Among others, Knut Fladmark from Simon Fraser University in Canada has suggested that instead of walking overland from Asia, as previously assumed, human beings might have come by boat. Pollen from ocean sediment close to the present coastline showed that

even in the depths of the Ice Age warm southern currents created temperate refuges along the shore…. Hopping from refuge to refuge, paleo-Indians could have made their way down the coast at any time in the last forty thousand years. “Even primitive boats,” Fladmark has written, “could traverse the entire Pacific coast of North and South America in less than 10–15 years.”

Mann finds this very plausible and so do I. But melting glaciers raised sea levels everywhere, so hope of any tangible trace of such navigation is vain.

Obviously, new evidence will continue to affect the debate about origins; but Mann concludes,

What seems unlikely to be undone is the awareness that Native Americans have been in the Americas for twenty thousand or even thirty thousand years…. If [the evidence from] Monte Verde is correct, as most believe, people were thriving from Alaska to Chile while much of northern Europe was still empty of mankind and its works.

His next question is, when did American agriculture begin and when were large monumental buildings first constructed? According to Mann, the oldest known monumental buildings cluster near the Peruvian coast in a region called Norte Chico, and date from as early as 3500 BC. They were constructed by Indians whose main sources of food were the anchovies and other kinds of fish that come from the nutrient-rich Humboldt current. Catching them in large quantities required nets made of cotton raised on irrigated fields along local river banks.

Mann regards Norte Chico as the prototype of Peru’s many and very diverse high cultures:

The primacy of exchange [of goods] over a wide area, the penchant for collective, festive civic work projects, the high valuation of textiles and textile technology—Norte Chico, it seems possible to say, set the template for all of them.

Mann’s explanation for the emergence of South American civilizations was new and surprising to me. For instead of an economy based on grain, Norte Chico depended on food from the sea and on growing cotton.

Mann then takes up the origins of maize and of the distinctive mingling of maize, beans, and squash in garden-like milpas that was central to the economy of Mexican high cultures. This story is amazing in showing how pertinacious ingenuity created a nutritious food from unpromising wild plants, but it is entirely familiar. Similarly Mann’s accounts of Olmec, Mexic, and Mayan monumental architecture and other expressions of civilization—writing, calendars, mathematics, and organized warfare—offer new details but no important surprises.

When he surveys Peruvian cultures subsequent to Norte Chico and the later civilizations on the altiplano, he spends only part of a paragraph on potatoes, the “staple crop of the highlands,” perhaps because nothing is known of how they first came to be cultivated. Maize, coming from Mexico, and grown on irrigated terraces cut into the lower slopes of the Andes, did in fact become “the grain of choice for the elite,” overshadowing Peru’s native grain crop, quinoa, which Mann does not even mention.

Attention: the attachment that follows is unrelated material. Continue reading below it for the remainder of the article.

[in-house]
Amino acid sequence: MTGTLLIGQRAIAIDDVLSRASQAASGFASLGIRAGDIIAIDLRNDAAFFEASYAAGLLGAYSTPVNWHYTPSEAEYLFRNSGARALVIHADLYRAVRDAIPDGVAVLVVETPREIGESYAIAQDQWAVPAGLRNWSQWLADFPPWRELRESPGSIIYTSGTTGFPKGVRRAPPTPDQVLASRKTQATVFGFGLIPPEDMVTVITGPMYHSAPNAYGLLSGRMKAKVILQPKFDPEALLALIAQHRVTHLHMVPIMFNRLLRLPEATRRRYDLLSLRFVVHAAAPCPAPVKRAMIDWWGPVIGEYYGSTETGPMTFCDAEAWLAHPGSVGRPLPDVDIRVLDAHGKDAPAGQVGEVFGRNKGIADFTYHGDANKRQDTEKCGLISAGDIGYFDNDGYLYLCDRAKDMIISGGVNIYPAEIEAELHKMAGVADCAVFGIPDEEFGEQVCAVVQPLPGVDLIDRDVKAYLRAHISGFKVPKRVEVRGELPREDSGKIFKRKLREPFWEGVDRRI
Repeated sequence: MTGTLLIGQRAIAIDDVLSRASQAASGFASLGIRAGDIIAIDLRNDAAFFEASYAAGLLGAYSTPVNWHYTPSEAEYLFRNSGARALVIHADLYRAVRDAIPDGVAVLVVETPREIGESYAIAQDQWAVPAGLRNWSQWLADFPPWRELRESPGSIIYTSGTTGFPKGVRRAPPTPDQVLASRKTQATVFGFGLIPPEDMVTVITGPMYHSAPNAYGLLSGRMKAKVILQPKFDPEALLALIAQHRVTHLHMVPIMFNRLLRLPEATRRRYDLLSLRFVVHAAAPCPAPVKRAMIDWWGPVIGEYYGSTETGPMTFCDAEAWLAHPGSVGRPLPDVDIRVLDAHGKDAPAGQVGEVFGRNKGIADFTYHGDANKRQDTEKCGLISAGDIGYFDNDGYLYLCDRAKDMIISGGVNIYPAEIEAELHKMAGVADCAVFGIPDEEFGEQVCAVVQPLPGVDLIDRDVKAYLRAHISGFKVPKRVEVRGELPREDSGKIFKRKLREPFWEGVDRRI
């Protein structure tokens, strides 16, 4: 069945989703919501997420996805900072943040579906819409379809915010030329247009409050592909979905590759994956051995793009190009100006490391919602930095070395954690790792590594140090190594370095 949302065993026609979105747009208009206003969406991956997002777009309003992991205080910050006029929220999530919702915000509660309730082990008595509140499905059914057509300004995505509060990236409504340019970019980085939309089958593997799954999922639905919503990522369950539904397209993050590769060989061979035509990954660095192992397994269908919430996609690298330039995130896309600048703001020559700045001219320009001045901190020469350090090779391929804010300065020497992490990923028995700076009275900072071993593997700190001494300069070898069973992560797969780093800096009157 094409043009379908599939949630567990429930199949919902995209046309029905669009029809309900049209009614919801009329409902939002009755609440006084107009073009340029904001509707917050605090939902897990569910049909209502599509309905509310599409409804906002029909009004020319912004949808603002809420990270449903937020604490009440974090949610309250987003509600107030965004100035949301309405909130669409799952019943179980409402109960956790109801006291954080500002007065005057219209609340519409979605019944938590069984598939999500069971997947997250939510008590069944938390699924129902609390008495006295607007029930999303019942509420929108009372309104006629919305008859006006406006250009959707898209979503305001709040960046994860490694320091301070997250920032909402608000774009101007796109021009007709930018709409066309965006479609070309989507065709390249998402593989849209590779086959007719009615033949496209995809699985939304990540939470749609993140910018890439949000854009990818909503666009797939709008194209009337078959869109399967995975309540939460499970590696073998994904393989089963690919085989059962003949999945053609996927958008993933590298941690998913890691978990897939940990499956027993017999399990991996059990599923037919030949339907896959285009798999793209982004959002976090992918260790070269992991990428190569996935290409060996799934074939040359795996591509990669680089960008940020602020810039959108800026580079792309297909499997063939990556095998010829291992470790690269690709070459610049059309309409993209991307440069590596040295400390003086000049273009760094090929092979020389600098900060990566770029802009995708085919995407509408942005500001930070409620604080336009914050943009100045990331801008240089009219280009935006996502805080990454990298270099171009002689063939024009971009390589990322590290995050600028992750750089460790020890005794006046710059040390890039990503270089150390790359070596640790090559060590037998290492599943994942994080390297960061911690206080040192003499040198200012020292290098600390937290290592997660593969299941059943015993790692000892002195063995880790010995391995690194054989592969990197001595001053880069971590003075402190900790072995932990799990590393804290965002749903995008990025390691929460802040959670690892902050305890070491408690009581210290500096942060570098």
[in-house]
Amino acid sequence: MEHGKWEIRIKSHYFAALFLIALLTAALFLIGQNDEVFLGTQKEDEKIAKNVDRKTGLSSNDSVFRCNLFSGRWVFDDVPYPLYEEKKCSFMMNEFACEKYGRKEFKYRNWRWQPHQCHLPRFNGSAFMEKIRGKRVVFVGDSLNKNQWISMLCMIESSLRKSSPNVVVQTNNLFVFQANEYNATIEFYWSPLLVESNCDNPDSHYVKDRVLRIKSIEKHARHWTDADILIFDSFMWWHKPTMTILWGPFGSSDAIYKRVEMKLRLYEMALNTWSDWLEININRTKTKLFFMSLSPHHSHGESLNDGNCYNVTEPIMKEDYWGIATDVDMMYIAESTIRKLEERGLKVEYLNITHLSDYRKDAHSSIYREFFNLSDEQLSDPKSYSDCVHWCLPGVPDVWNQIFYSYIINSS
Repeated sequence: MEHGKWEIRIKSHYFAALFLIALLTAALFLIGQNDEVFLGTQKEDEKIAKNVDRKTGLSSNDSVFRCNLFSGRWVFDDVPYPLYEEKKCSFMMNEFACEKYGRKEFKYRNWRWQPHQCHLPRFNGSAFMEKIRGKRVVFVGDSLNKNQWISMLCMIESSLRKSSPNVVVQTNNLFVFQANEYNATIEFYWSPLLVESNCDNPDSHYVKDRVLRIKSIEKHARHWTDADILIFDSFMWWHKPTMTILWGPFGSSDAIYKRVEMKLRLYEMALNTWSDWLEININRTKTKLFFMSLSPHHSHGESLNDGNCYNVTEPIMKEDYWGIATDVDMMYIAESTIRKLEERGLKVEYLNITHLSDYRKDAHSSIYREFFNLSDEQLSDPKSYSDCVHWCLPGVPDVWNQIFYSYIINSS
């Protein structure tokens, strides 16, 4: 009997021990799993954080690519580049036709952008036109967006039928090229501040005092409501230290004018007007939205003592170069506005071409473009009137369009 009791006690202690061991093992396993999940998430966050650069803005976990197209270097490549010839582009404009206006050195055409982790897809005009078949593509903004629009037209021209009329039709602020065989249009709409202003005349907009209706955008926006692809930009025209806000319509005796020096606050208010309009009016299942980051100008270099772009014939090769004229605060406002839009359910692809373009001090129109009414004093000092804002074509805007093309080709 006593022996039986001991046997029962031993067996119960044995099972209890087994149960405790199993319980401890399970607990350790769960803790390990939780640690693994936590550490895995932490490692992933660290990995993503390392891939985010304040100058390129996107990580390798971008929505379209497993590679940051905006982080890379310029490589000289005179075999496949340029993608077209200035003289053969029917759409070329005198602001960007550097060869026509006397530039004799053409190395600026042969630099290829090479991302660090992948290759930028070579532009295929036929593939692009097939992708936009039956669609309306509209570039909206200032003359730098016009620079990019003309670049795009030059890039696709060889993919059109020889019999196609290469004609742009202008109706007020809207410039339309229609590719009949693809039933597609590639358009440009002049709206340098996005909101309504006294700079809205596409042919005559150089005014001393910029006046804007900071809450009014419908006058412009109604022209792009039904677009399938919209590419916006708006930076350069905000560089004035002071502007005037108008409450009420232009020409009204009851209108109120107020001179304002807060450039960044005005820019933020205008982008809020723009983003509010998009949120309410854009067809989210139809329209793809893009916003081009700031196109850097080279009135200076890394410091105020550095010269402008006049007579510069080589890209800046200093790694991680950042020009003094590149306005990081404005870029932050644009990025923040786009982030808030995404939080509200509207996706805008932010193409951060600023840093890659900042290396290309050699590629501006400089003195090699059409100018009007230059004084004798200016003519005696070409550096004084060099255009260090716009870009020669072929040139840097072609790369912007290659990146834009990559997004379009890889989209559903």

In general, Mann’s history of Andean cultures before the Inka conquests is sketchy, understandably so, since without readable texts, archaeologists have not been able to recreate their thought worlds. “So far in this section,” he writes,

I have mainly described the economic and political history of Andean Indians. But people live also in the realm of the affective and aesthetic…. Despite all the knowledge gained by scientists in the last few decades, this emotional realm remains much harder to reach.

Having made a convincing case for the antiquity and variety of Indian high cultures, Mann turns to the subject of Indian ecology, arguing that human beings made a deep imprint on the American environment. From the first, hunters and gatherers used fire to reshape the landscape and improve hunting. Farmers altered the landscape far more drastically. “Occasionally researchers,” Mann writes, “can detail their process [of ecological change] with some precision, as in the case of the Maya. More often one can only see the outlines of history, as in the reconfiguration of the eastern half of the United States.” He goes on to argue that war was more important in the collapse of Mayan cities than ecological stress, while the collapse of the Cahokia settlement (near modern St. Louis) was caused by mistakes in managing the water supply.

What most astonished me was Mann’s discussion of recently discovered evidence for large-scale tropical gardening both on flat savanna lands in Bolivia and along the rivers of Brazilian Amazonia: